I got asked to serve as the guest editor for the summer number of uu & me, the four-page insert for children that’s in each issue of UU World, the Unitarian Universalist denominational magazine. I talked the editorial board into devoting this issue to Jesus.
Jesus is a big topic, and we knew we couldn’t cover the topic comprehensively in four kid-friendly pages (and we knew that there will be future numbers of uu & me in which to cover other aspects of Jesus). So we decided to do a general introduction to Jesus, and then focus on the parables. The parables, we felt, are among the core teachings of Jesus on which we Unitarian Universalists tend to place most importance, and the parables present wonderful little moral dilemmas that can get kids thinking about Jesus’s teachings.
Jane Rzepka, the minister of the Church of the Larger Fellowship, is on the editorial board of uu & me. Like me, she was raised as a Unitarian Universalist, and that meant we both learned a lot about Jesus and Socrates in Sunday school. During the course of today’s editorial meetings, we both kept drawing parallels between Jesus and Socrates. For me, the parables of Jesus sound a lot like dialogues of Socrates: they raise more questions than they answer, they are ambiguous, and when you get done reading them you feel as though you’ve learned how to see the world in a new way. Which makes it hard to teach Unitarian Universalist kids about Jesus’s parables: it’s tempting to tell kids what the parables are supposed to mean, but to do so is to bypass the whole purpose of the parables.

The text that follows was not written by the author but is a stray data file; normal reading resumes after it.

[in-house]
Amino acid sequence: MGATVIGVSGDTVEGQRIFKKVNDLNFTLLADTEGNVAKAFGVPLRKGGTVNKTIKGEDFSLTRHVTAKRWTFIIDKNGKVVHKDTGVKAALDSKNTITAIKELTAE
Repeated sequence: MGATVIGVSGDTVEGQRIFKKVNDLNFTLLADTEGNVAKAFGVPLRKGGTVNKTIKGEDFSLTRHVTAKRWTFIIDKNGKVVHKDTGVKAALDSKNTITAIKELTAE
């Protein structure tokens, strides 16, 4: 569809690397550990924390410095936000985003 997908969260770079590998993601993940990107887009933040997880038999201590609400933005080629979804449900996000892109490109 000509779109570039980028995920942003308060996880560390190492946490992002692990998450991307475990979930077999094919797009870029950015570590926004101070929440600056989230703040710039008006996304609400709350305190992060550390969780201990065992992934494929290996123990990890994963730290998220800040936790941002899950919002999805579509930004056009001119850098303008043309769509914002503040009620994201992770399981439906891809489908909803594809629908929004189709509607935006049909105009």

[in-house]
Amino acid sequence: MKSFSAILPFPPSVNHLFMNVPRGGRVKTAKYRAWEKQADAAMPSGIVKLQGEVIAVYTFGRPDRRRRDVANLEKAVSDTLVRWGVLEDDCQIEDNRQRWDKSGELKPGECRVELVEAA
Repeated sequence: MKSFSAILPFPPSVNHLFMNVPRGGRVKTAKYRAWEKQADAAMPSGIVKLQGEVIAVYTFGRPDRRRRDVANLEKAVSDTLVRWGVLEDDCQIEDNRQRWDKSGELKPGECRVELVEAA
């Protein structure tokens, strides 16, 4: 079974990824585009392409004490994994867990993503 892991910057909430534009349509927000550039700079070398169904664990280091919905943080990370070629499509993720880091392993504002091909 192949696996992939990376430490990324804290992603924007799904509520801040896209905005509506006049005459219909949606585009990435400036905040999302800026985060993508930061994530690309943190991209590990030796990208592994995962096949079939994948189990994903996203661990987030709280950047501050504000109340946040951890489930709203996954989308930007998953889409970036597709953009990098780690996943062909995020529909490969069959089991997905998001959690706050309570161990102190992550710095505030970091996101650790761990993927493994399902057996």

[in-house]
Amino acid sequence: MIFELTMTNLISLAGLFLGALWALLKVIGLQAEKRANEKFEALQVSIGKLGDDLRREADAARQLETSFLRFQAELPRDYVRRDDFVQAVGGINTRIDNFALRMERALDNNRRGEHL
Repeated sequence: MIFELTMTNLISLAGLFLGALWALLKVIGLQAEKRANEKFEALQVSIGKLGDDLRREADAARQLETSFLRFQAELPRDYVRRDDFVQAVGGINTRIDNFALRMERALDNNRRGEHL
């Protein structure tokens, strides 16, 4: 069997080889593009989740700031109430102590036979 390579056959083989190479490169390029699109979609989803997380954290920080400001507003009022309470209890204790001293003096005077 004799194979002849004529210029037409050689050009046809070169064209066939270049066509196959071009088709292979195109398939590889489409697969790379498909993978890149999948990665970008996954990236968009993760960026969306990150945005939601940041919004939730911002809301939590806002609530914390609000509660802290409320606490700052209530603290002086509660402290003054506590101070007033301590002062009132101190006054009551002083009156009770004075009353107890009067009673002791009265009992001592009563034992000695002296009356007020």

Today’s meeting has got me thinking about the parables in a new light. Now I want to go back and re-read them all, and think about how I might present others of Jesus’s parables to school-age children.